The idea of generational progress is a powerful principle when one thinks about the American Dream. My parents came to the United States hoping that the lives of their children, and their children’s children, would improve through education and hard work. With close to 50 grand-and-great-grand kids out there doing a lot of different things professionally and academically, I can attest that they’ve not been disappointed.
While progress is being made, some will still argue that Hispanic progress toward economic parity is not improving enough. I have no argument with that – more strides need do need to be made. Hispanics are still one of the most economically disadvantaged groups in the United States, however, it does not mean that they aren’t making progress in the areas of employment, health, and education.
For 20 years, The Hispanic Outlook in Higher Education Magazine, has been a voice in following the development of Hispanics in the area of education. Debuting in 1990, the magazine has shared some wonderful facts in an article regarding the progress, and lack thereof, Hispanics have made in 20 years. The article provides some excellent reading regarding overall educational attainment and challenges.
From 1992 to 2002 the number of bachelor’s degree recipients doubled among…schools conferring those degrees on Hispanic students. Eleven thousand more Hispanics received bachelor’s degrees from 2002 to 2005. As of 2008, the latest figures from the U.S. Census reveal that 13 percent of the Hispanic population 25 and older have a bachelor’s degree or higher. That same report showed that the number of Hispanics 18 and older who had at least a bachelor’s degree in 2008 was 3.6 million, up from 1.7 million a decade earlier.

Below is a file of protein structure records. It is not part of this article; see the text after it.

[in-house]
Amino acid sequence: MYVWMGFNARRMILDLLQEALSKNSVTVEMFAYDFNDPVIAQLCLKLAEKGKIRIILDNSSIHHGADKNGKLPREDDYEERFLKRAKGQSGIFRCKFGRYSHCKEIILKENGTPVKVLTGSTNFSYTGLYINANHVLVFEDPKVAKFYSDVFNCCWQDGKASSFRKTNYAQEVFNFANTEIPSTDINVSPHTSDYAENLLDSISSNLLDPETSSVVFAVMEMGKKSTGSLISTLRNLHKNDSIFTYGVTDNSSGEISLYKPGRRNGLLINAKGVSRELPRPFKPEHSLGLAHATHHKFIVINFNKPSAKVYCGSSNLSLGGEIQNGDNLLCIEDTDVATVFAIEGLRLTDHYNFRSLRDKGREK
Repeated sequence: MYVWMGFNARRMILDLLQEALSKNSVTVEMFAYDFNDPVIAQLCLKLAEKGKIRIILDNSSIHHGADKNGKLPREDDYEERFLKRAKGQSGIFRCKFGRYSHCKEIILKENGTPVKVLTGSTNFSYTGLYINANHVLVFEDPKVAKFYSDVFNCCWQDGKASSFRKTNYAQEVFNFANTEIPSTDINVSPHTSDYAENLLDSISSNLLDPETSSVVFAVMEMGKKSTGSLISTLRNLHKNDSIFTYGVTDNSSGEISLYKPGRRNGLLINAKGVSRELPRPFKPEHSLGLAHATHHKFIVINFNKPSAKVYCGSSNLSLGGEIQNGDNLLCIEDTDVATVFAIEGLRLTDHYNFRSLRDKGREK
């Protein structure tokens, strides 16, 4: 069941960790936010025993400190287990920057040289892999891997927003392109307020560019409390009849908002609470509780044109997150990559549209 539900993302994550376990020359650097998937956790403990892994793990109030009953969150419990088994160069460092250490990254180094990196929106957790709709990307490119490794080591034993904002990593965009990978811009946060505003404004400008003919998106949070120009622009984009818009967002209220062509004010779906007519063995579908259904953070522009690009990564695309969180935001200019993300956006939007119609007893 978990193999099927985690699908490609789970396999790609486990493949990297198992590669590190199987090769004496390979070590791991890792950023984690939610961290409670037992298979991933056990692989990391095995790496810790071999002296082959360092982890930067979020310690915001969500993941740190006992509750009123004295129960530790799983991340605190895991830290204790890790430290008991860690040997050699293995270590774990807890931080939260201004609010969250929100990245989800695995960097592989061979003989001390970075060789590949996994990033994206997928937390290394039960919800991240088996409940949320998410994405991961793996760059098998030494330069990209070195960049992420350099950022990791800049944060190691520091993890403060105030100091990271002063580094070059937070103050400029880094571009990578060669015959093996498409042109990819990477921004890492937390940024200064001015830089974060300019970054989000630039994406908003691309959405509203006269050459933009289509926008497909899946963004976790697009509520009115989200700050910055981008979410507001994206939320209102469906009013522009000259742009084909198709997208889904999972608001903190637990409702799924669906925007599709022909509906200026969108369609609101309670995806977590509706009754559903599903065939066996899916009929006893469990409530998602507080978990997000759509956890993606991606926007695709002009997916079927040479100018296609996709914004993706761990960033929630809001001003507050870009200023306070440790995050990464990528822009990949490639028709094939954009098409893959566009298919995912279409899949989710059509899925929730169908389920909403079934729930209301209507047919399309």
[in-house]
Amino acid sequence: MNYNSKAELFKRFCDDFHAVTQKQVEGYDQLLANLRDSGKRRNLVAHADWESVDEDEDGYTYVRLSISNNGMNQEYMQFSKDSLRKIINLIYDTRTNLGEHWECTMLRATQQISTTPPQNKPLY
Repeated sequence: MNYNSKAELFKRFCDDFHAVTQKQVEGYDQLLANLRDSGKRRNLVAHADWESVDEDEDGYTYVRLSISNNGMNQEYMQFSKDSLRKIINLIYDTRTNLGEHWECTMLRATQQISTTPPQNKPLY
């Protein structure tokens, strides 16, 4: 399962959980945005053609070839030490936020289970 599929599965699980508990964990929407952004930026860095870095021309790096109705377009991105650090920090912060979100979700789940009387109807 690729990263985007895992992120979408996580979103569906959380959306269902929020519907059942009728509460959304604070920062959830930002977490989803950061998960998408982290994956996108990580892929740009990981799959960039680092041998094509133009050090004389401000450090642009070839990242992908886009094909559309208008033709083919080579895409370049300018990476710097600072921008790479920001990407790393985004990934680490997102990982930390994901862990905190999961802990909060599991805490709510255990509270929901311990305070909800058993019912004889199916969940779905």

One interesting graph shows that Hispanic females are far outpacing Hispanic males in college enrollment. While these numbers still show a significant disparity when compared to overall college enrollment rates, they do indicate progress is being made. There are certainly many more Hispanics in the college education pipeline heading toward the workforce than there were 20 years ago. Instead of a drip, it’s more like a flow. Is it as fast as we’d like to see? No. But certainly, I would argue that there are a lot of Hispanic parents and grandparents out there liking what they see.